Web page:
Muslim-American terrorism claims zero lives in 2012, 2011
The number of Muslim-Americans indicted on terrorism charges fell for the third year in a row in 2012 down to 14, and for the second year in a row, no fatalities or injuries resulted from Muslim-American terrorism, finds a study printed by the Triangle Center on Terrorism and Homeland Security.
Data from the study (.pdf), authored by Charles Kurzman, a professor of sociology at the University of North Carolina, shows that 2012 indictments of Muslim-Americans on terrorism charges were nearly the post-2000 median value of 15 annually. The average is about 19 indictments annually--a number made larger by the outlier year of 2009, during which 50 Muslim-Americans came under indictment for terrorism-related charges.
Kurzman also notes that Muslim-American terrorism has claimed in the United States the lives of 33 since Sept. 11, 2011--while political violence by white supremacists and other far-right groups has claimed the lives of more than 200 Americans during that same period.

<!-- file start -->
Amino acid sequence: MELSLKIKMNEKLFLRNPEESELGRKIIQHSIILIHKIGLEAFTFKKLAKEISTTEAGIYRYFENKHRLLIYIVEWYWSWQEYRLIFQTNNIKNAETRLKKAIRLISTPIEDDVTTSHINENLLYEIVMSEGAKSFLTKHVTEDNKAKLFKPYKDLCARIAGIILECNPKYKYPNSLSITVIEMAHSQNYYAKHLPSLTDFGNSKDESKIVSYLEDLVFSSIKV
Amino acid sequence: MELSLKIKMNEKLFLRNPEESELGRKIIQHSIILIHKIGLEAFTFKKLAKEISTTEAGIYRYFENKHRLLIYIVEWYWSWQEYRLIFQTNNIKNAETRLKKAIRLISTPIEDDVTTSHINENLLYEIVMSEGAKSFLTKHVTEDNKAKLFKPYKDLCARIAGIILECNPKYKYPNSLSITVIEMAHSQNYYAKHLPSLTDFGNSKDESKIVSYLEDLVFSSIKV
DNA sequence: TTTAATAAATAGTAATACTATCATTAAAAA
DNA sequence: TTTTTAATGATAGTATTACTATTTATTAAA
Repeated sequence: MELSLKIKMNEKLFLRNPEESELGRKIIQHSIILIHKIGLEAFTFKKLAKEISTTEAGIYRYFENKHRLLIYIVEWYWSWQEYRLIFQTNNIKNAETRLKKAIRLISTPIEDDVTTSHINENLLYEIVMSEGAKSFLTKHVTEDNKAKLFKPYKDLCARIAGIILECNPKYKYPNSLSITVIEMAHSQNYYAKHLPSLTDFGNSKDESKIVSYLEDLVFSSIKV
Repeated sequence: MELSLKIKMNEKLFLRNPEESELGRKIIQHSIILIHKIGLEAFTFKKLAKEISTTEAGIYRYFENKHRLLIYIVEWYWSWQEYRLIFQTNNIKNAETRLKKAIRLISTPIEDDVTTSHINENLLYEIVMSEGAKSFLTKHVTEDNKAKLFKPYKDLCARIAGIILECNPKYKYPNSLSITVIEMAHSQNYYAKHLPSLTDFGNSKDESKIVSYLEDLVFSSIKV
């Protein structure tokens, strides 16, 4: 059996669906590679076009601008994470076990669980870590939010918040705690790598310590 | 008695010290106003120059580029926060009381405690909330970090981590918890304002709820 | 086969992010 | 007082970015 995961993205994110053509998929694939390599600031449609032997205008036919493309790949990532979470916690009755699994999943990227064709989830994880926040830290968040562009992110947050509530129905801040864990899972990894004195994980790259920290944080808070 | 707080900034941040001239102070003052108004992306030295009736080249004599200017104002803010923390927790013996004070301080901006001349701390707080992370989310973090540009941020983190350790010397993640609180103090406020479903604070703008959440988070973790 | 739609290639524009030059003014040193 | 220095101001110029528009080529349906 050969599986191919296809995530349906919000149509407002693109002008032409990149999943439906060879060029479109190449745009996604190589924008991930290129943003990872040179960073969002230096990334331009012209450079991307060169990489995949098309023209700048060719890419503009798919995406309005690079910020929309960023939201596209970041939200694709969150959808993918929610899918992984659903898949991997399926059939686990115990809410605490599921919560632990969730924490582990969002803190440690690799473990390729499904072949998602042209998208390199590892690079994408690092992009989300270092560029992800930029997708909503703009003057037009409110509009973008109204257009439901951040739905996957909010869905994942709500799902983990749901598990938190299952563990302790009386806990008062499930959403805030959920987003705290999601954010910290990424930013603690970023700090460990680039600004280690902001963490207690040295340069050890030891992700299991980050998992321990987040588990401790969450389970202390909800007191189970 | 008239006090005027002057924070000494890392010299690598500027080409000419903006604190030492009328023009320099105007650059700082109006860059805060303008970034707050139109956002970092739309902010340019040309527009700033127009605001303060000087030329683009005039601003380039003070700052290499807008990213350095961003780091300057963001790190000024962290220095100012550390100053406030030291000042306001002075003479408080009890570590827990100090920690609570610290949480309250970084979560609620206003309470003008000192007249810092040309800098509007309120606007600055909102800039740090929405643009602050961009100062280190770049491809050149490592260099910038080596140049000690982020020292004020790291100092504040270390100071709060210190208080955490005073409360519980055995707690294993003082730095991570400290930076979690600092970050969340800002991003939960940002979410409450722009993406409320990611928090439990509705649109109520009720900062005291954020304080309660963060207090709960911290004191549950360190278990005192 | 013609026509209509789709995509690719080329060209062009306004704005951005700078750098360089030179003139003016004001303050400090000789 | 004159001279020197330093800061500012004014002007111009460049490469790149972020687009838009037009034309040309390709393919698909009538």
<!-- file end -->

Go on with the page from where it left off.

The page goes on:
In addition, mass shootings by non-Muslims in the United States caused in 2012 alone twice as many fatalities as terrorism perpetuated by Muslim-Americans since 9/11.
None of the 2012 suspects had been to training camps overseas. Overall, the number of terrorist-indicted Muslim-Americans traveling abroad for terrorist training has decreased since 9/11. From 2001-2005, 37 percent of cases involved individuals with camp training, while since then, that figure has declined to 8 percent of cases.
Of the 164 Muslim-Americans involved in a disrupted plot since 9/11, Kurzman could identify the initial tip that led authorities to them in 126 of the cases. Of those, 34 percent were discovered by government investigators, and 27 percent were turned in by other Muslim-Americans.
Indicted Muslim-Americans hewed to no particular age or ethnic demographic characteristic; about a quarter were Arab, and about 17 percent were white, Kurzman's data shows. About a third were aged 20-24, while about another quarter each were aged 25-29 or 30-39.
- download Kurzman's study, "Muslim-American Terrorism: Declining Further" (.pdf)